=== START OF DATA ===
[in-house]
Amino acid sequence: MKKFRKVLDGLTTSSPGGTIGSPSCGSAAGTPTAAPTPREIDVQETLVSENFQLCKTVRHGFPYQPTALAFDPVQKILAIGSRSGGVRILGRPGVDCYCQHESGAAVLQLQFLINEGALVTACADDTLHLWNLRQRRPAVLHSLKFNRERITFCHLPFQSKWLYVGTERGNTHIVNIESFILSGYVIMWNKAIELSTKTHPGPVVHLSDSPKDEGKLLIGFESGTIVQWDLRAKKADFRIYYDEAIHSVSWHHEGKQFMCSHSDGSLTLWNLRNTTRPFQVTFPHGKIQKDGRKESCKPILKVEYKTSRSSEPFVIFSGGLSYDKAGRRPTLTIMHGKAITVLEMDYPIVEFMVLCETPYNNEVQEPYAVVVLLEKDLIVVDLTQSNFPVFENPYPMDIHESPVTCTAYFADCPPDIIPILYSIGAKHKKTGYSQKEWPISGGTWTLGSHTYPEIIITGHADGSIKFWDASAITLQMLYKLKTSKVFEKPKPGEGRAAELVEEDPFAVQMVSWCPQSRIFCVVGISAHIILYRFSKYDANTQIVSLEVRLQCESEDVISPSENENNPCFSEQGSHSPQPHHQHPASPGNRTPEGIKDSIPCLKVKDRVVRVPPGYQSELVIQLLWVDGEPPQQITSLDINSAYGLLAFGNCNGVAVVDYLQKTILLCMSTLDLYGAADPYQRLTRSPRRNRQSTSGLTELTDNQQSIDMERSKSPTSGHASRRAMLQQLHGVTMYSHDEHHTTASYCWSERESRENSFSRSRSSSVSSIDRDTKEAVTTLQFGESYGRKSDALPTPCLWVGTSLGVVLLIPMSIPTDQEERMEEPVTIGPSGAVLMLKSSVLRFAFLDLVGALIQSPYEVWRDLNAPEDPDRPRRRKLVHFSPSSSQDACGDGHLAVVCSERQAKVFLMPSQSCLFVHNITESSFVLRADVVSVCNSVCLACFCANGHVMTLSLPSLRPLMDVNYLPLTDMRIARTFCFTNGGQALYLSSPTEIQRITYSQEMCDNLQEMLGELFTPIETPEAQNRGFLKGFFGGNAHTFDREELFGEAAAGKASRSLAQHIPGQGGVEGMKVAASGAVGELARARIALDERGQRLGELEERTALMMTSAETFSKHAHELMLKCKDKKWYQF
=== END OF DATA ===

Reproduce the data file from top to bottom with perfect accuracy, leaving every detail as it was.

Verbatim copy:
[in-house]
Amino acid sequence: MKKFRKVLDGLTTSSPGGTIGSPSCGSAAGTPTAAPTPREIDVQETLVSENFQLCKTVRHGFPYQPTALAFDPVQKILAIGSRSGGVRILGRPGVDCYCQHESGAAVLQLQFLINEGALVTACADDTLHLWNLRQRRPAVLHSLKFNRERITFCHLPFQSKWLYVGTERGNTHIVNIESFILSGYVIMWNKAIELSTKTHPGPVVHLSDSPKDEGKLLIGFESGTIVQWDLRAKKADFRIYYDEAIHSVSWHHEGKQFMCSHSDGSLTLWNLRNTTRPFQVTFPHGKIQKDGRKESCKPILKVEYKTSRSSEPFVIFSGGLSYDKAGRRPTLTIMHGKAITVLEMDYPIVEFMVLCETPYNNEVQEPYAVVVLLEKDLIVVDLTQSNFPVFENPYPMDIHESPVTCTAYFADCPPDIIPILYSIGAKHKKTGYSQKEWPISGGTWTLGSHTYPEIIITGHADGSIKFWDASAITLQMLYKLKTSKVFEKPKPGEGRAAELVEEDPFAVQMVSWCPQSRIFCVVGISAHIILYRFSKYDANTQIVSLEVRLQCESEDVISPSENENNPCFSEQGSHSPQPHHQHPASPGNRTPEGIKDSIPCLKVKDRVVRVPPGYQSELVIQLLWVDGEPPQQITSLDINSAYGLLAFGNCNGVAVVDYLQKTILLCMSTLDLYGAADPYQRLTRSPRRNRQSTSGLTELTDNQQSIDMERSKSPTSGHASRRAMLQQLHGVTMYSHDEHHTTASYCWSERESRENSFSRSRSSSVSSIDRDTKEAVTTLQFGESYGRKSDALPTPCLWVGTSLGVVLLIPMSIPTDQEERMEEPVTIGPSGAVLMLKSSVLRFAFLDLVGALIQSPYEVWRDLNAPEDPDRPRRRKLVHFSPSSSQDACGDGHLAVVCSERQAKVFLMPSQSCLFVHNITESSFVLRADVVSVCNSVCLACFCANGHVMTLSLPSLRPLMDVNYLPLTDMRIARTFCFTNGGQALYLSSPTEIQRITYSQEMCDNLQEMLGELFTPIETPEAQNRGFLKGFFGGNAHTFDREELFGEAAAGKASRSLAQHIPGQGGVEGMKVAASGAVGELARARIALDERGQRLGELEERTALMMTSAETFSKHAHELMLKCKDKKWYQF